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13 common investing myths

Shane Oliver  |  01 Apr 2014Text size  Decrease  Increase  |  

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Shane Oliver is head of investment strategy at AMP Capital.


The increasingly complex nature of investment markets leads many to adopt simple rules of thumb often based on common sense when making investment decisions.

Unfortunately, though, the forward-looking nature of investment markets means such approaches often cause investors to miss out on opportunities at best or lose money at worst.

This article reviews some of the common myths and mistakes of investing.

Myth 1: Rising unemployment means growth can't recover.

Whenever there is a downturn this argument pops up. But if it were true then economies would never recover from recessions or slowdowns. But they do.

Rather, the boost to household spending power from lower mortgage rates and any tax cuts or stimulus payments during recessions eventually offsets the fear of unemployment for those still employed. As a result they start to spend more, which gets the economy going again.

In fact, it is normal for unemployment to keep rising during the initial phases of an economic recovery as businesses are slow to start employing again, fearing the recovery won't last.

Since share markets lead economic recoveries, the peak in unemployment usually comes after shares bottom. In Australia, the average lag from a bottom in shares following a bear market associated with a recession to a peak in unemployment has been twelve-and-a-half months.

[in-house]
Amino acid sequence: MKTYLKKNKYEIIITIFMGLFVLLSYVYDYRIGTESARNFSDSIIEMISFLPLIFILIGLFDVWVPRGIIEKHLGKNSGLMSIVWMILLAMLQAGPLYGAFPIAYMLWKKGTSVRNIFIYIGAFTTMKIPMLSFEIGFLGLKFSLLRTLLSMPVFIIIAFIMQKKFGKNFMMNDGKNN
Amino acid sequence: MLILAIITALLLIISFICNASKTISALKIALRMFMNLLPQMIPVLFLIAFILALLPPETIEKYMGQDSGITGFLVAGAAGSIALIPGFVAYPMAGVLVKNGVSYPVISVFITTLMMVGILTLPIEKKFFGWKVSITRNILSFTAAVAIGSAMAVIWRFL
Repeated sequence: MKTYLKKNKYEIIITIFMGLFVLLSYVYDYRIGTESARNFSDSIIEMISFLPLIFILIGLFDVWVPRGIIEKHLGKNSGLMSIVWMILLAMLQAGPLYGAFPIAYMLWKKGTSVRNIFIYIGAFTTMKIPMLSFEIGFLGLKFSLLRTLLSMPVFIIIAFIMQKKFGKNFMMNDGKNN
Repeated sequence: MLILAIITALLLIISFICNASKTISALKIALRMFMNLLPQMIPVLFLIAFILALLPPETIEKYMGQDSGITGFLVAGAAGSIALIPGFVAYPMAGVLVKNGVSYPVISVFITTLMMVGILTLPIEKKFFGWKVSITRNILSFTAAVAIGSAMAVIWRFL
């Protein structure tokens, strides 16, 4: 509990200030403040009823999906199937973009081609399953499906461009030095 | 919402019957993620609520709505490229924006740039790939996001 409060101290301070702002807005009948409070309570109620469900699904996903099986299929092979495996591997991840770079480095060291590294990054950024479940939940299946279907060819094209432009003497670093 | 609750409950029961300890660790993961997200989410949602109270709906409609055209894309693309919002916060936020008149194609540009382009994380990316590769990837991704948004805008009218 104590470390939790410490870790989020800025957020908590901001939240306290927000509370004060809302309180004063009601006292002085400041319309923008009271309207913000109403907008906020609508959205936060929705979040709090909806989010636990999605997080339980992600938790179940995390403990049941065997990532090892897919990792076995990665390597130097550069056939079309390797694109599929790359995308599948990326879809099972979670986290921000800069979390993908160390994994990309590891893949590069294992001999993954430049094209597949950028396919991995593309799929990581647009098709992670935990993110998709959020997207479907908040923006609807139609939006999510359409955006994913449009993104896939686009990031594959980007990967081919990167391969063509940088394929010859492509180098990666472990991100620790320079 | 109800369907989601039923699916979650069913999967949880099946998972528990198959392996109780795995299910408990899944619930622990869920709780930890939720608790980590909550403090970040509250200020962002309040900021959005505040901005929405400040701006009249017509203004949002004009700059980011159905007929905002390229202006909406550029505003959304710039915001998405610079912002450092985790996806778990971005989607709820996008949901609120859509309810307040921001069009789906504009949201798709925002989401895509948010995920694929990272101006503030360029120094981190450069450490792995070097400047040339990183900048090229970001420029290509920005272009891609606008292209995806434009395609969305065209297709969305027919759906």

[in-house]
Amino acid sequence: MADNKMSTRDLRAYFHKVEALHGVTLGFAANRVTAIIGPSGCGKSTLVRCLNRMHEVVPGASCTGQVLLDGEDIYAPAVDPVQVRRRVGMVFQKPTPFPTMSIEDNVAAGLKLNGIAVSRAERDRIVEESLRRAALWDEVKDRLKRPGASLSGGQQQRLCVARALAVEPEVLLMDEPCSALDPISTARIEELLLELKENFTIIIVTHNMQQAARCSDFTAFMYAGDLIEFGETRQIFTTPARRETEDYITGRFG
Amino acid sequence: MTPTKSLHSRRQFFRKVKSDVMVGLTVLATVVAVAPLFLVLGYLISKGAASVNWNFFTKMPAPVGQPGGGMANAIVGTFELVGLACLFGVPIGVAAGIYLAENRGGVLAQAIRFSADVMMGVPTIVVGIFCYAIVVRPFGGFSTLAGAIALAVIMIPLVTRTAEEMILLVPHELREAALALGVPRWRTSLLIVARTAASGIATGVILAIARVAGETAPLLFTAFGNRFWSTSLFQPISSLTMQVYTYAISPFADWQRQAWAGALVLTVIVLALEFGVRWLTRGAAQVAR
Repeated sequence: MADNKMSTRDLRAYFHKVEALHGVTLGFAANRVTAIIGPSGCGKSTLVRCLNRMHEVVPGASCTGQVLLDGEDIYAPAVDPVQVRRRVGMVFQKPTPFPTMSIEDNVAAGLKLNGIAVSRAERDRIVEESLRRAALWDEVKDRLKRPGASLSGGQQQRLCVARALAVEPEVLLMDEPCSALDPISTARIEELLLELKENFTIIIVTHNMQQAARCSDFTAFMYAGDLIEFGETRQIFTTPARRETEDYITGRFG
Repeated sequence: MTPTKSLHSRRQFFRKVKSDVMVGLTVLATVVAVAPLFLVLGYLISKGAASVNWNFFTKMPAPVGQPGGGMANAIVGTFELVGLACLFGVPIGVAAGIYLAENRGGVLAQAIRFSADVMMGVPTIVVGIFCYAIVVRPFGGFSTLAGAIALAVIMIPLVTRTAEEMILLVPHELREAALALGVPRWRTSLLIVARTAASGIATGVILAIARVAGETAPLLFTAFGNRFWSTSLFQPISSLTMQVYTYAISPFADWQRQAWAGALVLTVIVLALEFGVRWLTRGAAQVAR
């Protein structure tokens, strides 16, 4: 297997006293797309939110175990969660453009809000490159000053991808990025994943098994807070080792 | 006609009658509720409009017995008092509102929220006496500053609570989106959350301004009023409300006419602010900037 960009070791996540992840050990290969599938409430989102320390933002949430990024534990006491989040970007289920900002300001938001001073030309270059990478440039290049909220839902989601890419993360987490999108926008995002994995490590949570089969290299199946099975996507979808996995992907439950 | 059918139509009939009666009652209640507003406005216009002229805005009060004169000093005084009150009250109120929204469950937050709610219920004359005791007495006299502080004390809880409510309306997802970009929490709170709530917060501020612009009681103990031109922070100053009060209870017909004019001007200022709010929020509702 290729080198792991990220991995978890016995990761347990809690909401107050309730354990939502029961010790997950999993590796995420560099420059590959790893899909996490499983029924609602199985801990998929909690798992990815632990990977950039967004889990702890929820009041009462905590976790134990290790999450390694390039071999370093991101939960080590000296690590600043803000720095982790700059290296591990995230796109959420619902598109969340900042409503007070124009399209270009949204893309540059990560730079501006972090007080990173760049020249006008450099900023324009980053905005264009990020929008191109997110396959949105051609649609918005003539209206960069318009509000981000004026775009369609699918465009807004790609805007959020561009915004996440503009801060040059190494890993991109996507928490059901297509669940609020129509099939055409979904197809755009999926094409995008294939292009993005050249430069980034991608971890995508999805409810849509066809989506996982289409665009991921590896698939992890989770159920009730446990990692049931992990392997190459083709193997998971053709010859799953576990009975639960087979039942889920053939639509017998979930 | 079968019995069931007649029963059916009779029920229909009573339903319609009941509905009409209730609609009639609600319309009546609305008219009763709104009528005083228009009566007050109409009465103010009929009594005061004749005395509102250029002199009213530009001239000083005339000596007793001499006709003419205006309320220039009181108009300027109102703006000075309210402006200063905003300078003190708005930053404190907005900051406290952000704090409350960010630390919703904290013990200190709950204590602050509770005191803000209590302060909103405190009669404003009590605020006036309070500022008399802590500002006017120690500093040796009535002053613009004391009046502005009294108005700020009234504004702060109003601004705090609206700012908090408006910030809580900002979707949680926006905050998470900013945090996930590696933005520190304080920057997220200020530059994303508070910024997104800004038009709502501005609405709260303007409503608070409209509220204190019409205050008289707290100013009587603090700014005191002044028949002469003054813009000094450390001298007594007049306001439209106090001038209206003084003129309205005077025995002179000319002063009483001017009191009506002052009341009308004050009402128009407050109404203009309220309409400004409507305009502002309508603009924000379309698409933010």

Hence, the current cycle where the share market has gone up despite rising unemployment and headline news of job layoffs is not unusual.

Myth 2: Business won't invest when capacity utilisation is low.

This one is a bit like the unemployment myth. The problem is that it ignores the fact that capacity utilisation is low in a recession simply because spending is weak. So when demand turns up, profits rise and this drives higher business investment, which then drives up capacity utilisation.

Myth 3: Corporate CEOs, being close to the ground, should provide a good guide to where the economy is going.

Again this myth sounds like good common sense. However, senior business people are often overwhelmingly influenced by their own current sales but have no particular lead on the future.

Until recently it seemed Australian building material CEOs saw no sign of a pick-up in housing construction even though it was getting underway. Now it's widely accepted.

This is not to say that CEO comments are of no value - but they should be seen as telling us where we are rather than where we are going.

Myth 4: The economic cycle is suspended.

A common mistake investors make at business cycle extremes is to assume the business cycle won't turn back the other way.

After several years of good times it is common to hear talk of "a new paradigm of prosperity". Similarly, during bad times it is common to hear talk of a "new normal of continued tough times".

But history tells us the business cycle will remain alive and well. There are no such things as new eras, new paradigms or new normals.